Calendar Date: February 23, 2018
G. Parisi, Schenectady, for appellant.
M. Carney, District Attorney, Schenectady (Peter H. Willis of
counsel), for respondent.
Before: Garry, P.J., Egan Jr., Lynch, Rumsey and Pritzker,
MEMORANDUM AND ORDER
from a judgment of the County Court of Schenectady County
(Sypniewski, J.), rendered December 4, 2015, convicting
defendant upon his plea of guilty of the crime of arson in
the second degree.
responded to a report of a domestic dispute and found
defendant barricaded, with his long-term girlfriend and her
one-year-old daughter, inside a bedroom in his apartment,
which he had set on fire. Police forced their way into the
apartment, rescued the victims and arrested defendant.
Defendant was later charged in a 12-count indictment with two
counts of attempted murder in the second degree and other
crimes stemming from this incident. In satisfaction of all
charges, defendant pleaded guilty to arson in the second
degree as charged in count 3 of the indictment pursuant to a
plea agreement that included an oral and signed written
waiver of appeal. Consistent with the terms of that
agreement, County Court sentenced defendant, as an admitted
second felony offender, to a prison term of 13 years to be
followed by five years of postrelease supervision and issued
orders of protection. Defendant appeals.
affirm. While defendant's challenge to the voluntariness
of his plea survives his valid, unchallenged waiver of
appeal, this issue is nonetheless unpreserved for our review
absent evidence of an appropriate postallocution motion to
withdraw his guilty plea on this ground, despite an
opportunity to do so prior to the imposition of sentence
(see CPL 220.60 ; People v Williams, 27
N.Y.3d 212, 219-220 ; People v Hansen, 95
N.Y.2d 227, 231 n 2 ). Moreover, the narrow exception
to the preservation requirement was not implicated, as
defendant did not make any statements during his plea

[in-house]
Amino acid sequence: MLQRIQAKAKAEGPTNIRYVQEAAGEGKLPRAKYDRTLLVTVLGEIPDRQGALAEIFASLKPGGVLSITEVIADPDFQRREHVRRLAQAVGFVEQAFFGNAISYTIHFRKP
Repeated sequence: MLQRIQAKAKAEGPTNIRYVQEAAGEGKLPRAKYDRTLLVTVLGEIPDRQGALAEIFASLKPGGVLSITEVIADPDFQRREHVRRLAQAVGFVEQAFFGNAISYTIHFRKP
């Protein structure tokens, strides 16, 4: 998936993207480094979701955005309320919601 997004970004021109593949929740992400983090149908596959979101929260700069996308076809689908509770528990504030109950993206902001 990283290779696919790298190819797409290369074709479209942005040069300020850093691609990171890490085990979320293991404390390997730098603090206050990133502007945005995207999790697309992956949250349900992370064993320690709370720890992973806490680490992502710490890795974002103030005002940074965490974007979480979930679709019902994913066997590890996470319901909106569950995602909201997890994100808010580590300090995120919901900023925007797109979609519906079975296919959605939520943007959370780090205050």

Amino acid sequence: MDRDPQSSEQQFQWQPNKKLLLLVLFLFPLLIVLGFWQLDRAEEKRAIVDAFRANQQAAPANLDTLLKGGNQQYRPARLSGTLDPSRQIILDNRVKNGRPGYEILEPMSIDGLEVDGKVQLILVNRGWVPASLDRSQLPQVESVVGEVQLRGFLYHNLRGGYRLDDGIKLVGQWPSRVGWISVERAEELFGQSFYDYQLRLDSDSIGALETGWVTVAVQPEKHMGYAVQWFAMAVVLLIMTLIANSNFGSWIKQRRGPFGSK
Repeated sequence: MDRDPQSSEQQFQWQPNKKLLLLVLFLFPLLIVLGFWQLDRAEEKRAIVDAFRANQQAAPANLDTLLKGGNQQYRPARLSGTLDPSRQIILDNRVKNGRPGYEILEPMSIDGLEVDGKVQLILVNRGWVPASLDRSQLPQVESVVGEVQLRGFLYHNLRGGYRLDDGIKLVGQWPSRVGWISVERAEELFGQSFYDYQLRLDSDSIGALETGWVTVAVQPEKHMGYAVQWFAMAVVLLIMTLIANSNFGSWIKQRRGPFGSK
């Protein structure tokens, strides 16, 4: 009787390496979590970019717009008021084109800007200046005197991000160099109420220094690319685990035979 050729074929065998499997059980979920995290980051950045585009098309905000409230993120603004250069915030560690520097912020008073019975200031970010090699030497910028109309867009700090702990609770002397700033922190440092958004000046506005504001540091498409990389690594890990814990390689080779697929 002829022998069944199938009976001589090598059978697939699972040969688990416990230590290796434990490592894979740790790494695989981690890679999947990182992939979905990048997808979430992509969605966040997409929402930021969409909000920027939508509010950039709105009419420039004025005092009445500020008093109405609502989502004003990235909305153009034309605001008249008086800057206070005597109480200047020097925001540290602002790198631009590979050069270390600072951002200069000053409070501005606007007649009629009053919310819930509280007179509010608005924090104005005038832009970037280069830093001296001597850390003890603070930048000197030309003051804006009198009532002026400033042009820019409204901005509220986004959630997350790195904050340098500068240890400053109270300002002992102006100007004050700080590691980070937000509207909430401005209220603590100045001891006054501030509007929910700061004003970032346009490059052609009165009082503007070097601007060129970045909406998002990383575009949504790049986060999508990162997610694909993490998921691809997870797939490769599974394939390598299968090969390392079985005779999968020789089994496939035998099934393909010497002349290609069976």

allocution or at sentencing that were inconsistent with his
guilt or otherwise called into question the voluntariness of
his plea (see People v Lopez, 71 N.Y.2d 662, 666
; People v Peterson, 147 A.D.3d 1148, 1149
; People v Good, 83 A.D.3d 1124, 1125-1126
, lv denied 17 N.Y.3d 816');">17 N.Y.3d 816 ; cf.
People v Gresham, 151 A.D.3d 1175, 1177-1178 ;
People v Laflower, 145 A.D.3d 1341, 1342-1343
). Defendant's assertions during his presentencing
interview with the Probation Department that he did not
recall the incident contradicted his sworn plea allocution,
and his claim that he had been informed that he was suffering
from "drug-induced psychosis" are not supported by
any medical evidence or documentation in the record
. Under these circumstances, County
Court was not obligated to inquire into defendant's
competency or to sua sponte offer him an opportunity to
withdraw his guilty plea (see CPL 730.30 ;
People v Hopper, 153 A.D.3d 1045, 1047 ,
lv denied 30 N.Y.3d 1061');">30 N.Y.3d 1061 ; People v
Duffy, 126 A.D.3d 1142, 1142 ). As defendant
raised no objections to proceeding at sentencing, there was
no duty of further inquiry (see People v Good, 83
A.D.3d at 1125-1126; cf. People v Gresham, 151
A.D.3d at 1177-1178).
extent that defendant's ineffective assistance of counsel
claim impacts the voluntariness of his plea, it also survives
his appeal waiver but is likewise unpreserved for our review
(see People v Peterson, 147 A.D.3d at 1149). Were we
to address this claim, we would find that defendant received
meaningful representation, as counsel negotiated an
advantageous plea deal that greatly reduced his sentencing
exposure and nothing in the record casts doubt on trial
counsel's effectiveness (see People v Chaires,
150 A.D.3d 1326, 1327 , lv denied 29 N.Y.3d
1124 ). Any claims related to matters outside of the
record on appeal, such as what counsel advised defendant
regarding moving to withdraw his plea, are more properly
addressed in a CPL article 440 motion (see People v
Pringle, 155 A.D.3d 1085, 1086 ; People v
Chaires, 150 A.D.3d at 1327-1328).
P.J., Egan Jr., Lynch and Rumsey, JJ., concur.
that the judgment is affirmed.
 While defendant filed a notice of intent
to proffer psychiatric testimony, he ultimately pleaded
guilty after indicating during the plea allocation that he
understood that he was waiving all defenses and that he had
discussed the plea terms with defense counsel. Were we to
address this claim, we would find that "County Court
advised him during the plea allocution that he would be
waiving, among other rights, his right to present defenses,
which he indicated he understood, and he acknowledged that he
was pleading guilty because he was, in fact, guilty, thereby
establishing the knowing, voluntary and ...